One Word: FANTASTIC
FOOTLOOSE tells the story of a teenage boy Ren McCormack (Luke Baker) from Chicago who is forced to move away from the city to the small town of Bomont, West Virginia due to his parents’ break-up and his father walking out. Going from the popular kid in school he becomes the ‘dangerous outsider’ in a close-knit community where everybody knows everybody and nobody moves away. This community has, in the recent past, suffered a dreadful loss of life of 4 young Bomontians following a school dance, which has led to the town council making dancing illegal within the town’s borders, something that Ren just cannot accept.
Youthful exuberance is the foundation for the current tour of this often exercised show on the UK touring circuit as mainly unknown young actors get the opportunity to build their CVs and show the results of their recent drama school training whilst working with some already established artistes. The energy is high, the dancing is slick, the vocals are certainly well rehearsed and it was a delight to see so many young actor-musicians on the stage who all play multiple instruments, from double basses to clarinets through to electric guitars. You get the great sense of collaboration within the company because of this, as all instruments are visible on stage and all cast members (including leads) take their turn to play a range of them to support their fellow actors in a scene. This collaborative approach, something that is becoming much more openly prominent in the Theatre, reflects the sense of community in the town of Bomont and is a fantastic artistic choice by Director Racky Plews. Plews is certainly a ‘rising star’ Director and this production of FOOTLOOSE comes hot off the heels of her most recent successful West End and UK touring show American Idiot, which is due to return to the Arts Theatre, West End later this year due to popular demand.
Performance wise, Luke Baker’s portrayal of Ren, which was made famous in the 1984 film by Kevin Bacon, is polished, well established and secure and he is clearly a very talented young actor who certainly has a bright future ahead of him. He brought a good mix of gravitas and light-heartedness to the character and did exceptionally well to make sense of an often ‘clunky’ script to create believable dialogue. Vocally sound with a strong pop/rock quality he was also evidently a great dancer, mastering some exciting choreography from Matthew Cole, and an accomplished guitarist which makes him a great up and coming Quadruple Threat leading man for the West End musical scene.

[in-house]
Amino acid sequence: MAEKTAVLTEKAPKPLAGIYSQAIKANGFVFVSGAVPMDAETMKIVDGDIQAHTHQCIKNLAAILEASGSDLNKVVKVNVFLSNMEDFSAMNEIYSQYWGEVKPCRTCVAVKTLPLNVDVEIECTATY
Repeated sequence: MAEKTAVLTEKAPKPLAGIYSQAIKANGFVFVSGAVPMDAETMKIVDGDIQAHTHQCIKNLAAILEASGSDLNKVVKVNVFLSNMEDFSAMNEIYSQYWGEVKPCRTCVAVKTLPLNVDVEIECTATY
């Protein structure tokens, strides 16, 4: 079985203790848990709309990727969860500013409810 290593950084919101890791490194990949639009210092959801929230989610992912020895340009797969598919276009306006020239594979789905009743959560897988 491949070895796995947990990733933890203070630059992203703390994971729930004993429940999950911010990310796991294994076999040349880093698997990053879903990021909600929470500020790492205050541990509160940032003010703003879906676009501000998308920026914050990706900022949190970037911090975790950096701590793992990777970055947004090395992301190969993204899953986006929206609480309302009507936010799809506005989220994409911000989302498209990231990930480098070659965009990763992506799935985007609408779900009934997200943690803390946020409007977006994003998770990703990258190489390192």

Another up and coming young actor who is set for a long career in the profession is the fantastic Hannah Price who plays the innocent preacher’s daughter turned sexy chick Ariel Moore, who Ren falls head over heels for (almost literally in one scene on roller skates!). Price has a wonderful vocal tone which seems effortless when she sings, even in the show’s most famous song ‘Holding Out for a Hero’, which is technically a difficult sing. Still, Price simply powers through with seeming ease; an enviable quality for most performers. Much like Baker, Price is also a very strong Quadruple Threat performer and shows her skill for strong emotional and believable acting, the ability to hold her own in the demanding choreography and is often seen playing a number of instruments when not in a scene. Having only recently graduated from Guildford School of Acting, Hannah Price is certainly one to watch with an exciting career ahead.
However, the limelight is most certainly (and deservedly) stolen, kidnapped and kept hostage forever by Lee Brennan, who most people will know from his previous career as a pop star in 90s boy band 911. Brennan is an absolutely fantastic performer and completely captures the audience from his first appearance and never lets them go. His characterisation of the hillbilly-esque Willard is second to none and at no point does he drop this character or concentration. The depth of study Brennan has clearly done, in his musical theatre debut as well, is highly commendable and he can certainly be very proud of the work he has produced. Perfect comic timing, a large emotional spectrum and the natural ability to perform for an audience make him one of the best part of the whole production and I certainly hope he now continues to wow audiences for many musicals to come.
Overall, this production really is a breath of fresh air for an often overdone musical. Racky Plews and the creative team should be delighted with what they have achieved and the whole cast should be proud of their work. A standing ovation from the whole house at the end highlights just how enjoyable the show is and how highly the audience appreciates the talent and hard work that has gone into the production. With potential rumours of a West End transfer being whispered around the industry (we all know what a small world it is!) I would love to see how it performs on a great West End stage and hope the same cast get the opportunity to put it there.
Date of performance: 06/05/16 – New Wimbledon Theatre
On Tour until 15th October